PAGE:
Sunday, August 16, 2015

Back to the Bighorns

Long Lake
I’m in the rental car and on Rt 16, heading west out of Buffalo, WY toward Cloud Peak. The Bighorn mountains tower directly ahead, and only twenty minutes later I’m on the access road to the trailhead - no other cars in sight. This is my third trip to the Cloud Peak Wilderness. The first trip, in May 2013, was my first backpack outing in the west and in mountains that exceed 12,000 feet…a life changer as far as backpacking goes. My second trip, in October 2013, was abbreviated due to a freak snowstorm, and since that time I’ve been dying to return.

I don my pack, fill out the self-permit at the Circle Park Trailhead, and head up the trail at about 06:30. The sun is up, and it is a balmy, 70-degree, July morning. I started both of my previous trips from this same trailhead. It is a quick and easy access coming west from the town of Buffalo, and is less visited than some of the trailheads further north toward Cloud Peak mountain itself. From the trailhead, it is only a short hike to the Wilderness Area boundary, and another mile or so to Sherd Lake, where the trail meets its first intersection. On my previous trips, I headed straight west from Sherd Lake, directly up the east escarpment of Darton Peak. This time, my plan is to head northwest and circle Darton Peak counter clockwise over five days - maybe bagging the peak if not fully snow covered.

Heading up the arm of Angeline Peak
Day One
HFrom Sherd Lake, I head north along the trail, across Oliver Creek, then turn west again. About two miles up, the trail ends at Long Lake and Ringbone Lake - very picturesque with the mountains as a backdrop. From here, after a short rest, I’m heading off-trail toward Lake Angeline. There is a trail that leads most of the way to Angeline from one of the trailheads further north, but I prefer to be off-trail and venture through more uncharted territory. From the lakes, I circle north then west, around the end of the ridge spur, to follow the arm leading to Peak Angeline, just north of Darton Peak.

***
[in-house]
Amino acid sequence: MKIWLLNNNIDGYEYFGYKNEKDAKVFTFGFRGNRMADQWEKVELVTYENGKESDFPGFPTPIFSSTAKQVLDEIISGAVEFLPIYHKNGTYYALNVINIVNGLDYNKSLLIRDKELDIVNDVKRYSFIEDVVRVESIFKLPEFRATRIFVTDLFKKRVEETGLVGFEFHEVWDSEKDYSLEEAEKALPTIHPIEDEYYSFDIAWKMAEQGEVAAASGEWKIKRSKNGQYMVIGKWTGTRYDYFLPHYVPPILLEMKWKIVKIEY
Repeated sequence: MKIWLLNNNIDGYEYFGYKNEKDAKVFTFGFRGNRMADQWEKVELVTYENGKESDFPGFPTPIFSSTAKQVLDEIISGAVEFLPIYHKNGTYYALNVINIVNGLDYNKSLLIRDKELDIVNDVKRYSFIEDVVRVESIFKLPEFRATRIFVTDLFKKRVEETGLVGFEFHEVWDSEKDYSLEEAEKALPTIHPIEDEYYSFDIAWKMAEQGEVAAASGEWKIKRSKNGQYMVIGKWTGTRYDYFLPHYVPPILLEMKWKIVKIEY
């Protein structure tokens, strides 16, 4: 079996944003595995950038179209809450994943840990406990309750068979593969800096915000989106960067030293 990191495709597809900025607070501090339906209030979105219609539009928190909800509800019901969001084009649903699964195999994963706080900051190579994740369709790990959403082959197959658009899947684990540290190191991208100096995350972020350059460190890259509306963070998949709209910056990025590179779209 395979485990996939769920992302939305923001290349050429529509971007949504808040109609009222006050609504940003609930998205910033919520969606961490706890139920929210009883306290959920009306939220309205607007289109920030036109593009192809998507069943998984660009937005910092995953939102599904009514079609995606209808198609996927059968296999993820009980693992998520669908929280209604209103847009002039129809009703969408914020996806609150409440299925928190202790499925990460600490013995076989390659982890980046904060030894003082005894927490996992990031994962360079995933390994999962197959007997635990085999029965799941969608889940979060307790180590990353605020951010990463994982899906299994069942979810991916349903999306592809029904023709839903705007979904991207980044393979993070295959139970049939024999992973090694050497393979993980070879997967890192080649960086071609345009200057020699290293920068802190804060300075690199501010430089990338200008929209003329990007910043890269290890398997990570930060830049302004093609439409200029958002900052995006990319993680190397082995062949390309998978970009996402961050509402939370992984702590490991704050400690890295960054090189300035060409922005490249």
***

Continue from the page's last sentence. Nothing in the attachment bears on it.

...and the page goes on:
When the ground is wet, flat rocks can be appealing
The initial slope up to the spur’s ridgeline was steep, but not really a scramble. The biggest challenge was all of the deadfall. The entire slope and much of the flatter shoulders were strewn with downed tree trunks that provided hurdle-like obstacles. For large patches it was easiest to actually hop from trunk to trunk, weaving my way up the slope like a real-life game of chutes and ladders, or Donkey Kong. The spine of the spur-arm was more flat, so my pace picked up and at around 10,000 feet I was able to cross over to a shoulder on the north side of the ridge, a few miles from Lake Angeline. There were still pockets of snow in the shadow of the peaks, and the mosquitos were swarming - luckily mosquitos don’t like my blood. I pitched camp at a somewhat sheltered spot at about 10,200 feet. The ground was pretty soggy and uneven, so I set my pyramid tent over a large, relatively flat rock. Unfortunately, I couldn’t get the tent very taut, so it looked kind of sad. Open fires are not allowed in the Wilderness Area, so I turned it early after dinner (within the bug-bivy inner tent) to keep the bugs from my ears and eyes.

Day Two